Among the larger privately irrigated tracts are: 16,000 to 18,000 acres in Yellowstone county, fed by a canal built by the Billings Land & Irrigation Company; about 35,000 acres of orchard land in the Bitterroot Valley, in Ravalli county, irrigated by canals from Lake Como, a natural reservoir; and 100,000 acres in Missoula county, to be watered from a 28 ft.
He himself encouraged the establishment of another kind of municipal school at Como, where the leading townspeople subscribed for the maintenance of the school, and the control, including the appointment of teachers, remained in the hands of the subscribers.
In the western interior there is difference of opinion as to whether certain beds rich in reptilian remains (the Morrison, Atlantosaurus, Como, &c.) should be regarded as Jurassic or Comanchean.
Italy, the early home of the silk trade in Europe, the land of the gorgeous velvets of Genoa and the damasks and brocades of medieval Sicily, Venice and Florence, now takes only a sixth place, the centre of greatest activity being at Como; but Genoa still makes velvets, and the brocades of Venice are not a thing of the past.
Soon he entered a monastery on the lake of Como, and before 782 he had become an inmate of the great Benedictine house of Monte Cassino, where he made the acquaintance of Charlemagne.
For the further growth of the commune, the action of the great archbishop, Heribert (1018-1045), the establishment of the carroccio, the development of Milanese supremacy in Lombardy, the destruction of Lodi, Como, Pavia and other neighbouring cities, the exhibition of free spirit and power in the Lombard league, and the battle of Legnano, see the articles Italy and Lombards.
Lombard Alps (from the Lake of Como to the Adige Valley, south of the Valtellina and the Aprica and Tonale Passes.
Very differently situated are the great canals of Lombardy, drawn from the Ticino and Adda rivers, flowing from the Maggiore and Como lakes.
The great lakes of Central Africa, Victoria and Albert Nyanza, and the vast swamp tract of the Sudan, do for the Nile on a gigantic scale what Lakes Maggiore and Como do for the rivers Ticino and Adda.
Lombardy is quite as well off as Piedmont for the means of irrigation and, as already said, its canals have the advantage that being drawn from the lakes Maggiore and Como they exercise a moderating influence on the Ticino and Adda rivers, which is much wanted in the Dora Baltea.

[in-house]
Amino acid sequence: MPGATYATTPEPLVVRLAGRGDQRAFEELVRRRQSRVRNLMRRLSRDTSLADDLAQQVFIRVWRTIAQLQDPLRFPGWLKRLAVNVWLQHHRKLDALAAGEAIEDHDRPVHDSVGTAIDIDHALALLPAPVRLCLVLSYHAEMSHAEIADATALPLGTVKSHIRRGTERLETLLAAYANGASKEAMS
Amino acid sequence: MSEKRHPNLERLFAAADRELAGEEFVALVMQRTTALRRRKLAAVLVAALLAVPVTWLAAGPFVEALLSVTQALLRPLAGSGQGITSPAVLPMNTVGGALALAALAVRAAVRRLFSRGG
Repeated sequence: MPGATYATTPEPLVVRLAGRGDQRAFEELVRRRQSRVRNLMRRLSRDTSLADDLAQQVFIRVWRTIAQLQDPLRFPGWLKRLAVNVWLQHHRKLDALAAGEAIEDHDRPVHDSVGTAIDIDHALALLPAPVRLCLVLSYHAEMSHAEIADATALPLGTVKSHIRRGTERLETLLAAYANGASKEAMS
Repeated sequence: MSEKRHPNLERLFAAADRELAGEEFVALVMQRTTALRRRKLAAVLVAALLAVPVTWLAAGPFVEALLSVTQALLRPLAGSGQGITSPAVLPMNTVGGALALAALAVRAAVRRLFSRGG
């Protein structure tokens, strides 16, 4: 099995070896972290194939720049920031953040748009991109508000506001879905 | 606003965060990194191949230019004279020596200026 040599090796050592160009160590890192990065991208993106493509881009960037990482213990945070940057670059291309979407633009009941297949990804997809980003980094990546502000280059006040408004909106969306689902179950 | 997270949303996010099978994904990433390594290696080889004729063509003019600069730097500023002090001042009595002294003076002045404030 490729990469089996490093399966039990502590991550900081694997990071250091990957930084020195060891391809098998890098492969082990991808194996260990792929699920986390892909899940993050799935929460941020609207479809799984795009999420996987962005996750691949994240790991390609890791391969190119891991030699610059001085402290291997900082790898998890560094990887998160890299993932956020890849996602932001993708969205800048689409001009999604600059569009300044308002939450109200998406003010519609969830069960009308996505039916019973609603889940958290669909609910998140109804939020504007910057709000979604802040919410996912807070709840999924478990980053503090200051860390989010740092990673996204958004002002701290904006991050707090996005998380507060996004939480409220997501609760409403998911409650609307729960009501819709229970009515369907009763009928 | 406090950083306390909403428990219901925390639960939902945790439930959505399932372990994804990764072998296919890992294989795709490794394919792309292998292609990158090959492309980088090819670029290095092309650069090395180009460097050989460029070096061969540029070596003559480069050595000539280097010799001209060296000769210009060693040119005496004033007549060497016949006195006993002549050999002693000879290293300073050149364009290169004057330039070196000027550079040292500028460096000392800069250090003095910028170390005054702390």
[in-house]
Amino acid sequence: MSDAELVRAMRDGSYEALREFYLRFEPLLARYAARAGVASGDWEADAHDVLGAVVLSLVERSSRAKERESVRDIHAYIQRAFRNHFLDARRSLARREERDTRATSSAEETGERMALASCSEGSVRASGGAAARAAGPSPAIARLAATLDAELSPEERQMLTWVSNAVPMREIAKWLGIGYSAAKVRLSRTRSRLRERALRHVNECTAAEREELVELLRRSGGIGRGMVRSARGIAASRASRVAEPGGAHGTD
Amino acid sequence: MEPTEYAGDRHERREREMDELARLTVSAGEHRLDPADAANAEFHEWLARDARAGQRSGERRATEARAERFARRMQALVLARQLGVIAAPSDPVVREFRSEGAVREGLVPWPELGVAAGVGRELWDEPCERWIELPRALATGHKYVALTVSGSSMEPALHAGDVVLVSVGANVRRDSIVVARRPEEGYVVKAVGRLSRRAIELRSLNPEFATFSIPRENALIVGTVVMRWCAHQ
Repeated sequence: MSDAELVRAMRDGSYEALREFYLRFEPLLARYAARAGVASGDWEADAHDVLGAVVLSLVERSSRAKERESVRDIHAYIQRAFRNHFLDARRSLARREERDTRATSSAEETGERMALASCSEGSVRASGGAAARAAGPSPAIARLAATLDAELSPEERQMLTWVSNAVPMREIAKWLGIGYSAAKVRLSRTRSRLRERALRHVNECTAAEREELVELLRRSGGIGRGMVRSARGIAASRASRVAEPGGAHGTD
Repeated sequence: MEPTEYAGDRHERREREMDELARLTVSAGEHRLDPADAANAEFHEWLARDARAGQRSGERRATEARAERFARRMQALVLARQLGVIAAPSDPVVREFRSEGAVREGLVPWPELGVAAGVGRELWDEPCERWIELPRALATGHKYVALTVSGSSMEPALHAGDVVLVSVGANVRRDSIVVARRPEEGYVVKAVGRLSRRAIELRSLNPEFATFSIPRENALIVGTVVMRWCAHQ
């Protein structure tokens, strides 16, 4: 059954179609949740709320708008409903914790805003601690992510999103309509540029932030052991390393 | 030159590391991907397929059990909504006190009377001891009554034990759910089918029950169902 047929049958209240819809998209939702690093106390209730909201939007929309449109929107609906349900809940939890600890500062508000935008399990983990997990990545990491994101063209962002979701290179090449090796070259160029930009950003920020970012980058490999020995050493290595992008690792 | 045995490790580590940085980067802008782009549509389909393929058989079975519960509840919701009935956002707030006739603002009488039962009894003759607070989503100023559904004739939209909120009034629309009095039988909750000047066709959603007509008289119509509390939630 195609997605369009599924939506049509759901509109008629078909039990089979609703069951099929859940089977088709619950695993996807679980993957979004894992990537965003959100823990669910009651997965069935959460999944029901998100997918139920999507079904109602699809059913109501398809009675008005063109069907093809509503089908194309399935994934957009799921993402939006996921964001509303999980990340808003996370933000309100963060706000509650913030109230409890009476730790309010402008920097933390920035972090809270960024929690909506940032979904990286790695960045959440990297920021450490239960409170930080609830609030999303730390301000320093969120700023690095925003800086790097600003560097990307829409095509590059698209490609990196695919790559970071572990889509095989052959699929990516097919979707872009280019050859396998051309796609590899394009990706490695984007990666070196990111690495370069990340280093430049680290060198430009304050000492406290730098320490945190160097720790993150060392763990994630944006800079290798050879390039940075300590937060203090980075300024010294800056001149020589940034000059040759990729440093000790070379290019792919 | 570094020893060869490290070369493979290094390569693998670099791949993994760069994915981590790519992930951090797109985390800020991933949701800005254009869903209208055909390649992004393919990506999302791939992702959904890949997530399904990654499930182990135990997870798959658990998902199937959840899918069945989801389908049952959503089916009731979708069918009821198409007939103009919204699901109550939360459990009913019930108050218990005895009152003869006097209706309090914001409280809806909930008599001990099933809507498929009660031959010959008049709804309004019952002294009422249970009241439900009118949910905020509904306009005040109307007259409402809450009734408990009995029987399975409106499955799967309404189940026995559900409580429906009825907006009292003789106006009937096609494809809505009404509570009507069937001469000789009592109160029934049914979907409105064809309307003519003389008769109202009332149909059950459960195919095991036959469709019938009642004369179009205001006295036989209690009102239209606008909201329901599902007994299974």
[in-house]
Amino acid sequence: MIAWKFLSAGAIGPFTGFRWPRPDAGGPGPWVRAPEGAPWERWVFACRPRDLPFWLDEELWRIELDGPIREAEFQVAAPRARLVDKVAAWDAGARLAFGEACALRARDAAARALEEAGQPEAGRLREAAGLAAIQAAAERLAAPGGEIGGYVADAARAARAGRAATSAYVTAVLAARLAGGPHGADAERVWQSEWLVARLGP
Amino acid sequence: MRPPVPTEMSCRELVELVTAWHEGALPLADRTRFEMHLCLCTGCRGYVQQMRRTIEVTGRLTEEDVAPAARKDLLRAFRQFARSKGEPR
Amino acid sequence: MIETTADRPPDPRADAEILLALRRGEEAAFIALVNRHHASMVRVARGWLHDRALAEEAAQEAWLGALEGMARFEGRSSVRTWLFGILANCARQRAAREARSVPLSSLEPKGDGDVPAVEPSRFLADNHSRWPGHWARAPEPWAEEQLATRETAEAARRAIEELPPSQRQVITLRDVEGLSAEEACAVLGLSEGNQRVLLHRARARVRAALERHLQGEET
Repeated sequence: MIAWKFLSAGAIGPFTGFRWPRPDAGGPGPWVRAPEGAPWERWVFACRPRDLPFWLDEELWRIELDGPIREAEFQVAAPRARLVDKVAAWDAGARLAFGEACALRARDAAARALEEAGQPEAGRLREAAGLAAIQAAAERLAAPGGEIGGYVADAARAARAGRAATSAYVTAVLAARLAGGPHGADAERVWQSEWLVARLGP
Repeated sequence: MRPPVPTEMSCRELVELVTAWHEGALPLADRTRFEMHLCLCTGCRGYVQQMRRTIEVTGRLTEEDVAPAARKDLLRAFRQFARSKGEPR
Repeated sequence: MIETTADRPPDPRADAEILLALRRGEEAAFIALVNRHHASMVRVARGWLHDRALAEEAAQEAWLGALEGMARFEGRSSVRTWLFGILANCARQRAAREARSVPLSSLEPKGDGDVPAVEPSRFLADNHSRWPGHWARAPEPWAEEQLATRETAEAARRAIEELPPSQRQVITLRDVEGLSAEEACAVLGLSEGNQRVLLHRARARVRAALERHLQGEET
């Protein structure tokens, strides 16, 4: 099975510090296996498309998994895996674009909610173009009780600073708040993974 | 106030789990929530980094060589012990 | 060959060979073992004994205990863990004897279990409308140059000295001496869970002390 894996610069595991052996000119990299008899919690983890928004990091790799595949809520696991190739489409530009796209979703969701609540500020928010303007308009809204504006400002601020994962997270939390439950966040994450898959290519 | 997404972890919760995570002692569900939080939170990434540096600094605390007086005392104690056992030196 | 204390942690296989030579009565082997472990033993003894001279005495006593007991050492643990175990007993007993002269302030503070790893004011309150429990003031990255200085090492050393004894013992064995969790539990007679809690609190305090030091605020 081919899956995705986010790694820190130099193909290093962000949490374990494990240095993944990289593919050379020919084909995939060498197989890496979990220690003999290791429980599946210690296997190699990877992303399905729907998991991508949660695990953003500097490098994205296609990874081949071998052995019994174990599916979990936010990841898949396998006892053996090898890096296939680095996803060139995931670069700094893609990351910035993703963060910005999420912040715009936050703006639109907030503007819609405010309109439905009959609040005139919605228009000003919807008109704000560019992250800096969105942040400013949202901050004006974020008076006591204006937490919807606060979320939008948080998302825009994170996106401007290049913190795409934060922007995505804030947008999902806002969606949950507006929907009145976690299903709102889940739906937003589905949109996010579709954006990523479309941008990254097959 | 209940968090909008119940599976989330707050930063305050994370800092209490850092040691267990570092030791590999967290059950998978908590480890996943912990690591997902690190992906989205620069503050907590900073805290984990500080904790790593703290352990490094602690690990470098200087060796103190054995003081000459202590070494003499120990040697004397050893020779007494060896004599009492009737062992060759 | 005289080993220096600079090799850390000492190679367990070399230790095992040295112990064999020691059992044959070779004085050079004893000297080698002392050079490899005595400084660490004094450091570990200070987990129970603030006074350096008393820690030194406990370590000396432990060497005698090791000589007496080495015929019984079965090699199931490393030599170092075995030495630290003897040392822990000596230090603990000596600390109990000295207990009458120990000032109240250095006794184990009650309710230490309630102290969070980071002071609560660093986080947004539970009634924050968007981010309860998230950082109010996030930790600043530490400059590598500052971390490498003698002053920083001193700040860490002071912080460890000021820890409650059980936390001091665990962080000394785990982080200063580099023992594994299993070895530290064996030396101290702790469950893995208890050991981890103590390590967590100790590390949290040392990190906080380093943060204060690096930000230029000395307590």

It falls into the Lake of Como, at its northern end, and mainly forms that lake.
In the 8th century it belonged to the bishop of Como, while in the 13th and 14th centuries it was tossed to and fro between the cities of Milan and Como.
Of Lake Como and 82 m.
Como and Lodi complained of the violence used to them by the former city.
Chap. ii.) was borrowed from the Locrian alphabet; (2) the Sabellic alphabet, derived from that of Corinth and Corcyra, and found in a few inscriptions of eastern-central Italy; (3) the alphabet of the Veneti of north-east Italy derived from the Elean; (4) the alphabet of Sondrio (between Lakes Como and Garda), which Pauli, on the insufficient ground that it possesses no symbols corresponding to 4 and x, derives from a source at the same stage of development as the oldest alphabets of Thera, Melos and Crete.
Numerous examples of Volta's original piles at one time existed in Italy, and were collected together for an exhibition held at Como in 1899, but were unfortunately destroyed by a disastrous fire on the 8th of July 1899.
(Benedetto Odescalchi), pope from 1676 to 1689, was born at Como on the 16th of May 1611.
He died at Como on the 24th of November 1833.
In the next place, the Lombards or the Italian builders whom they employed or followed, the "masters of Como," of whom so much is said in the early Lombard laws, introduced a manner of building, stately, solemn and elastic, to which their name has been attached, and which gives a character of its own to some of the most interesting churches in Italy.
The cathedral of St Martin was begun in 1063 by Bishop Anselm (later Pope Alexander II.); but the great apse with its tall columnar arcades and the fine campanile are probably the only remnants of the early edifice, the nave and transepts having been rebuilt in the Gothic style in the 14th century, while the west front was begun in 1204 by Guidetto (lately identified with Guido Bigarelli of Como), and "consists of a vast portico of three magnificent arches, and above them three ranges of open galleries covered with all the devices of an exuberant fancy."
De Luanco, Ramon Lull, considerado como alquimista (Barcelona, 1870) and' La Alquimia en Espana (2 vols., Barcelona, 1889-1897); K.
His first literary essay (1828) was a romantic poem entitled Algiso, o la Lega Lombarda (new ed., Milan, 1876), and in the following year he produced a Storia di Como in two volumes (Como, 1829).
CASTIGLIONE OLONA, a town of Lombardy, Italy, in the province of Como, 27 m.
It is situated on one of the lines (Ferrovia Nord) from Milan to Como, and has branch lines to Seregno, Busto Arsizio and Varese.